inclination to apply its modifications to the Commentaries also to earlier
treaties by concluding that “both parties, at the time of ratification,
accepted an interpretation according to the commentaries also in regard to
future changes. Or to put it differently, that future changes constitute the
common intention of the parties.” This declaration which has derived no
explanation by Mr. Barenfeld, indeed dovetails the declaration in the official
recommendation of the OECD that one should follow the Commentaries of The Model
Convention, “as modified from time to time”. Or in other words, also future
modifications.

Another
objection, and his most important one, raised by Mr. Barenfeld, and taking
support from Michael Lang,  with regard
to the ambulatory approach allowing an application of commentaries adopted
later than the treaty itself, is one of constitutionality (page 56). In
his own words: “It must be recalled that double tax conventions are not only
binding for the treaty states but also for a third party, i.e. the tax payer.
Using Sweden
as an example, the constitution provides that taxation of these persons must
follow from law. The legislative body is the Swedish Parliament. Furthermore,
the Swedish Government must not enter into international conventions, such as
double tax treaties, without them being accepted by Parliament if the
convention requires that a law is changed or repealed or that a new law has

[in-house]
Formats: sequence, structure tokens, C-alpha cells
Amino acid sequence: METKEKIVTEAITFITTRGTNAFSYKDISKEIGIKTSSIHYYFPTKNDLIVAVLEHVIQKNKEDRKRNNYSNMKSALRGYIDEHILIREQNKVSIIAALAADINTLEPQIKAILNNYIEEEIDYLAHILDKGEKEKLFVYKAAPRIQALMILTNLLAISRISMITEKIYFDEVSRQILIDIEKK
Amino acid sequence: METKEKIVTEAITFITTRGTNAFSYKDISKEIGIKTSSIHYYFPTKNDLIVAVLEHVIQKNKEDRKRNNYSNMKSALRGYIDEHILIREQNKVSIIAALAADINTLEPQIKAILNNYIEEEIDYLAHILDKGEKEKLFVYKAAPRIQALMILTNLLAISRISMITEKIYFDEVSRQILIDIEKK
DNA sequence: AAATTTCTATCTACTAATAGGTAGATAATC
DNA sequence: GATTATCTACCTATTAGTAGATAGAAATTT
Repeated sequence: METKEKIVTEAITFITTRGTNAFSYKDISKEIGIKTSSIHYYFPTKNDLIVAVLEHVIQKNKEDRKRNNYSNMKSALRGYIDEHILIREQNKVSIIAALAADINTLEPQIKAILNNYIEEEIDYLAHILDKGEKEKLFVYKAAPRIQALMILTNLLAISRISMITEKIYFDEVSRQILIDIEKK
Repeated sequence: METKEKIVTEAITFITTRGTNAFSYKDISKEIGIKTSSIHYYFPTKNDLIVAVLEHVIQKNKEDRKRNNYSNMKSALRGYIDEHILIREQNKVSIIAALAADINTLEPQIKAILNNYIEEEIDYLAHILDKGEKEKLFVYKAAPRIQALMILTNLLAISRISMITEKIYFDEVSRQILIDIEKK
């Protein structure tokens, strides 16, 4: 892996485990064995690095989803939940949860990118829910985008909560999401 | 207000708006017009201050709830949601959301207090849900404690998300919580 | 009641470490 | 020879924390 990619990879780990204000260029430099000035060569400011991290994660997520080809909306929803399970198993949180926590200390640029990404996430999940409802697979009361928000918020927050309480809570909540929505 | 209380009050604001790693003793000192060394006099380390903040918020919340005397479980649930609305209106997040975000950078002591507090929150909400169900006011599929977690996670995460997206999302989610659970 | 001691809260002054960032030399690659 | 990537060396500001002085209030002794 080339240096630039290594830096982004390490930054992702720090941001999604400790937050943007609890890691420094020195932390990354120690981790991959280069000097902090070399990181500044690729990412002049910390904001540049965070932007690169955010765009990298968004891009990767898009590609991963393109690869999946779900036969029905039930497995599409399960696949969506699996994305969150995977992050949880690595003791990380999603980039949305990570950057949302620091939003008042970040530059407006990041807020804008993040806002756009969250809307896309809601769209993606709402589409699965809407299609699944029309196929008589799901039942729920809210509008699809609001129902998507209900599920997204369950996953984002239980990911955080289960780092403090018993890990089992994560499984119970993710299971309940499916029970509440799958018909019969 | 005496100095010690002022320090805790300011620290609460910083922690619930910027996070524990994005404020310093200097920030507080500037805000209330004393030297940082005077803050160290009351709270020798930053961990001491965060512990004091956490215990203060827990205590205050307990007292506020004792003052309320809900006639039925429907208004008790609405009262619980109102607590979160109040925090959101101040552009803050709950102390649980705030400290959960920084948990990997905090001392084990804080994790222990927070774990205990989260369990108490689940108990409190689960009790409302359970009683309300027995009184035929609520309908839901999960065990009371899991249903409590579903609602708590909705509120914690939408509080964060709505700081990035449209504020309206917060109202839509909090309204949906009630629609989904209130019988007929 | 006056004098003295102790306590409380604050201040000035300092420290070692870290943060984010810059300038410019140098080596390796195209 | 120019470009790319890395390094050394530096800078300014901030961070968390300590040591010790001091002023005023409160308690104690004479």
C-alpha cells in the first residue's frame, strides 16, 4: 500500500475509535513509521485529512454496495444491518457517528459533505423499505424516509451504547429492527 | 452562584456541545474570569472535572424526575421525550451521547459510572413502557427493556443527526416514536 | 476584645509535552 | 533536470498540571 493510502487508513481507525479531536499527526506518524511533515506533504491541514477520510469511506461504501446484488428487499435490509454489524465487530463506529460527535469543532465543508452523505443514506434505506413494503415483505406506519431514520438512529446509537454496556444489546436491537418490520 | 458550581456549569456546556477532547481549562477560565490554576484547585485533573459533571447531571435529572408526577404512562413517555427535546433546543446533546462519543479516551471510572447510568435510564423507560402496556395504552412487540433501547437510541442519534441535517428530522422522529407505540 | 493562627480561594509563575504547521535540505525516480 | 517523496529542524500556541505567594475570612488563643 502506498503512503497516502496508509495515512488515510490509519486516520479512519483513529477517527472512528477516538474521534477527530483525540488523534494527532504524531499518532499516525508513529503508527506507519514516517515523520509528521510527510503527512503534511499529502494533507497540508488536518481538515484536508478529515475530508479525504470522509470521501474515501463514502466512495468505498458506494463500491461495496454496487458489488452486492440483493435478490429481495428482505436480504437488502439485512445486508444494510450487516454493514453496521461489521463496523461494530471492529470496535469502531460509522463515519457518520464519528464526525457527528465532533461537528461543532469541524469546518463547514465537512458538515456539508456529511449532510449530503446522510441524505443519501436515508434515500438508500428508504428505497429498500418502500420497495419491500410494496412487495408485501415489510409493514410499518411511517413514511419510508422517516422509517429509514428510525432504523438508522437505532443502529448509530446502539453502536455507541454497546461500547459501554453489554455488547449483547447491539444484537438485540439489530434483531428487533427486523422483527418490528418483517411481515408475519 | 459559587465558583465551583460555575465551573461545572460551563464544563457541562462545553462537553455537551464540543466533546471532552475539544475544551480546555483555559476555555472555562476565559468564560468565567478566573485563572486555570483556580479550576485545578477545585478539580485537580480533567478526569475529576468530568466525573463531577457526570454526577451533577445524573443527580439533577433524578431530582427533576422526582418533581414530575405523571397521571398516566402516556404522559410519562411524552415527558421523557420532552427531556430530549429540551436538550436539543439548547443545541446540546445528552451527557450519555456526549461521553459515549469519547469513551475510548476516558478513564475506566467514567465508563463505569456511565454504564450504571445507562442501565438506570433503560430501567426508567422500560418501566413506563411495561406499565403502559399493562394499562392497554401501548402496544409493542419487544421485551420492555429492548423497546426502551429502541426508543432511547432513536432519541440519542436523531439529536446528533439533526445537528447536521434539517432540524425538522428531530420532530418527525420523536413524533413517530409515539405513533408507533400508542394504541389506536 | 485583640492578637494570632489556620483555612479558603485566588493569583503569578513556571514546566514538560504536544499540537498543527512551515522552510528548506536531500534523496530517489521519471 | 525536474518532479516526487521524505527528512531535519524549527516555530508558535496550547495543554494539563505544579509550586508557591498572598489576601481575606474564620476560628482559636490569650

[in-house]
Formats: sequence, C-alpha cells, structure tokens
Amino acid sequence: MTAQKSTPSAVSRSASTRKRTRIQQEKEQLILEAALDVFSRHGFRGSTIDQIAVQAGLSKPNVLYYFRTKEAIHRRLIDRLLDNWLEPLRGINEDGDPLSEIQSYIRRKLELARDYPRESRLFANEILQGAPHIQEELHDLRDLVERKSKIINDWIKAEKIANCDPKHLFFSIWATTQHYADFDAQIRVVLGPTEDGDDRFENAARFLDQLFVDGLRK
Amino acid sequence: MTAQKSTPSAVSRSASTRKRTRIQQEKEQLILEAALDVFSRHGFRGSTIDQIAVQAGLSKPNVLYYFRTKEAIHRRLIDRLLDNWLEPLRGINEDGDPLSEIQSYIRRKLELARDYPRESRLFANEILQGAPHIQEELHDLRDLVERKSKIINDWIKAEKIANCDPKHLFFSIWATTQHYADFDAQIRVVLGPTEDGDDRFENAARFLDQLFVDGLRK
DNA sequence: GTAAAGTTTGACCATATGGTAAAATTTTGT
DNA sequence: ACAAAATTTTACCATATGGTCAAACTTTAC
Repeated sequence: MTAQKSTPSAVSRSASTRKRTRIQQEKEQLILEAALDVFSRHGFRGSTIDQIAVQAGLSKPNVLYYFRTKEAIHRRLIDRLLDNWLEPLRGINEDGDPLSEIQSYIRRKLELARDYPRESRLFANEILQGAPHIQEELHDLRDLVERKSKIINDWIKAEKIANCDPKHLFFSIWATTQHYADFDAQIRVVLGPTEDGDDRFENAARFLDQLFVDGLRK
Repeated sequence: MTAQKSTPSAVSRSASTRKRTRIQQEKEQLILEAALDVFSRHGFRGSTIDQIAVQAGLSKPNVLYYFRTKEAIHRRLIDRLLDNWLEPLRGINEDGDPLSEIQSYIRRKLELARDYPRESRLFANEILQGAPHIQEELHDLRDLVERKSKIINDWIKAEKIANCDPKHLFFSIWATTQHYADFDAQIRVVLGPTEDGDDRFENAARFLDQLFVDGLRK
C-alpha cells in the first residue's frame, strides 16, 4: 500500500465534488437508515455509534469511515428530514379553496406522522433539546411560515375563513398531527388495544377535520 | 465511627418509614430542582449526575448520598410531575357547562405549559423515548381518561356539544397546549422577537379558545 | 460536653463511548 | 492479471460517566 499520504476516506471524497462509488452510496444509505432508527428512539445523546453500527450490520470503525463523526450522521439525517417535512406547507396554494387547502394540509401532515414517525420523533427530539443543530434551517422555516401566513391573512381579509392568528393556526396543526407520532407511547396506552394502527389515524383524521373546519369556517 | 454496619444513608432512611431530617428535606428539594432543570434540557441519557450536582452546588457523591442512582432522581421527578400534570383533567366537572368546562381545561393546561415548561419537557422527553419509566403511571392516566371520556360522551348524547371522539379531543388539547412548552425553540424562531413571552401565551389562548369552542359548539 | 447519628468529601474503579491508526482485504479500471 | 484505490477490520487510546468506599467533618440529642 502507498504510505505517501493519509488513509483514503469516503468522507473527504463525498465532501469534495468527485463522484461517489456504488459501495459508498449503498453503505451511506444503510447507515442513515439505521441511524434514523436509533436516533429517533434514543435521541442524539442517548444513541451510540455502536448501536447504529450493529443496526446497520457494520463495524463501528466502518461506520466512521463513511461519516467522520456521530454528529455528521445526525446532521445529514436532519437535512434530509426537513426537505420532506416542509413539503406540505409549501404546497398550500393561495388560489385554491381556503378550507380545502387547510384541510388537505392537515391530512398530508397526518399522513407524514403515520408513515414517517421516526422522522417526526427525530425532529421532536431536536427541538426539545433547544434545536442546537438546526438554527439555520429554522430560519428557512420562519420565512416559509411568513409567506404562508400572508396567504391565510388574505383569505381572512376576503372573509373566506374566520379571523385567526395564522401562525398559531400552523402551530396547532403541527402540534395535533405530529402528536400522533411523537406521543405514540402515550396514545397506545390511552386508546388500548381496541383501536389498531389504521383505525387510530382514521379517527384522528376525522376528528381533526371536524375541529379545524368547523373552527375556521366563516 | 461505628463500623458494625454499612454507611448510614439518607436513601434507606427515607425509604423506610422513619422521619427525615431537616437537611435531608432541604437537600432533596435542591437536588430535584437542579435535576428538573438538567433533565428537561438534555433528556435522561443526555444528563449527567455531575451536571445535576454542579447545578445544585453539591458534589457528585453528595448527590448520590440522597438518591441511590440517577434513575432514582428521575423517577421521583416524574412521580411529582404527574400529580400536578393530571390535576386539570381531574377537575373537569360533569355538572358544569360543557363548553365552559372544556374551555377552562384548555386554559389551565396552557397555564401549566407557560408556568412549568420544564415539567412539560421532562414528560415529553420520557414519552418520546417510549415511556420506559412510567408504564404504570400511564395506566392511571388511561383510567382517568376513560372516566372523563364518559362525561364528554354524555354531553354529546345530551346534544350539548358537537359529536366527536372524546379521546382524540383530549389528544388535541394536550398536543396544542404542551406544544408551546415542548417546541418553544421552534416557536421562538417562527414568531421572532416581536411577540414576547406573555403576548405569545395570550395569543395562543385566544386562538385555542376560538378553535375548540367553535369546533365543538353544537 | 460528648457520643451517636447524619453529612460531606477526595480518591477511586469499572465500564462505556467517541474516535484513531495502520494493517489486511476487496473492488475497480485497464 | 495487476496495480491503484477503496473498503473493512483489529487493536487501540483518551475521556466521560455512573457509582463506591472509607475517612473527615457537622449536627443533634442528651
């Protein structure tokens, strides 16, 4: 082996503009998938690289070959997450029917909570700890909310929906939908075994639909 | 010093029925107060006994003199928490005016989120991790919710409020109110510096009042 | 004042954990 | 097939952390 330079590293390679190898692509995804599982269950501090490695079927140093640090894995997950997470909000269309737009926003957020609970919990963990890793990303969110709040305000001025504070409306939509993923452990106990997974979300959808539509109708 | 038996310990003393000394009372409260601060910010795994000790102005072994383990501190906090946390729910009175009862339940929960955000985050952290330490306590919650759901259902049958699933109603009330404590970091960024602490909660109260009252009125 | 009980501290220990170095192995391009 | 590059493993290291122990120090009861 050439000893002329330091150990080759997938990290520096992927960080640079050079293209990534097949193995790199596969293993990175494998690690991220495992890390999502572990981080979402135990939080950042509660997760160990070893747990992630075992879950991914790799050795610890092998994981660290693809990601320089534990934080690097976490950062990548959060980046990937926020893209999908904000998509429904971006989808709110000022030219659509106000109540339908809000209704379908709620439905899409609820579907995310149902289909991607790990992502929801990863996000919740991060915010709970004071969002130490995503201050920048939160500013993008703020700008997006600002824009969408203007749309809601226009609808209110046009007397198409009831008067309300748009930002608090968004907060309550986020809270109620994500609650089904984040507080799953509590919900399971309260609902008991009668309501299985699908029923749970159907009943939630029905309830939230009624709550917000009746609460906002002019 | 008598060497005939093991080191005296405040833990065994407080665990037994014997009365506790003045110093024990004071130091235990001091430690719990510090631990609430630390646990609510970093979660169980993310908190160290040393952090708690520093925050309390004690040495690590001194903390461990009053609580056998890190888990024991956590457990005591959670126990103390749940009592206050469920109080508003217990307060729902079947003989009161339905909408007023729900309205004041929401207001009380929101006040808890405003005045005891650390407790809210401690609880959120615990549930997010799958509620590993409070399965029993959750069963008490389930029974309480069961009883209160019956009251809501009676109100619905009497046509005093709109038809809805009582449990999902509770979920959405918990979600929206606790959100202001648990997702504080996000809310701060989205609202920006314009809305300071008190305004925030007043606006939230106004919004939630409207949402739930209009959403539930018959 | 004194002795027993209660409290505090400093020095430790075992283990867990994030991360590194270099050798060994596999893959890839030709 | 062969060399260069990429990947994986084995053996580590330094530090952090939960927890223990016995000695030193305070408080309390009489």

been founded. The relevant authority in this respect is consequently the
Swedish Parliament. With this in mind it is hardly reasonable that changes made
to the commentaries by the OECD would meet such constitutional requirements.”

These
statements are completely true insofar as they concern the actual treaty text.
By ratification these bilateral treaties become part of the Swedish domestic
legislation, according to our monistic law-making principle. But as already
determined above by Mr. Barenfeld himself, the OECD is indeed not a lawmaking
body and its commentaries to its Model 
have no legal relevance or binding force. They are only a set of
recommendations to the interpreter indicating how the contracting parties, i.e.
the governments, suggest that the treaty text should be understood.  And for this very reason the commentaries, no
matter when they were introduced or modified, can never raise any
constitutional concerns.

But, as we
all know from experience, the Commentaries to the Model Treaty certainly have
relevance for the interpretation process but only because they are
intellectually convincing and make sense. And also, as aforementioned, because
they have been published after very 
close and joint scrutiny by a very authoritative source, i.e. the
persons who at the same time are those that have made the relevant bilateral
treaty under interpretation!

It is nor
quite clear why Mr. Barenfeld is so reluctant to the ambulatory approach of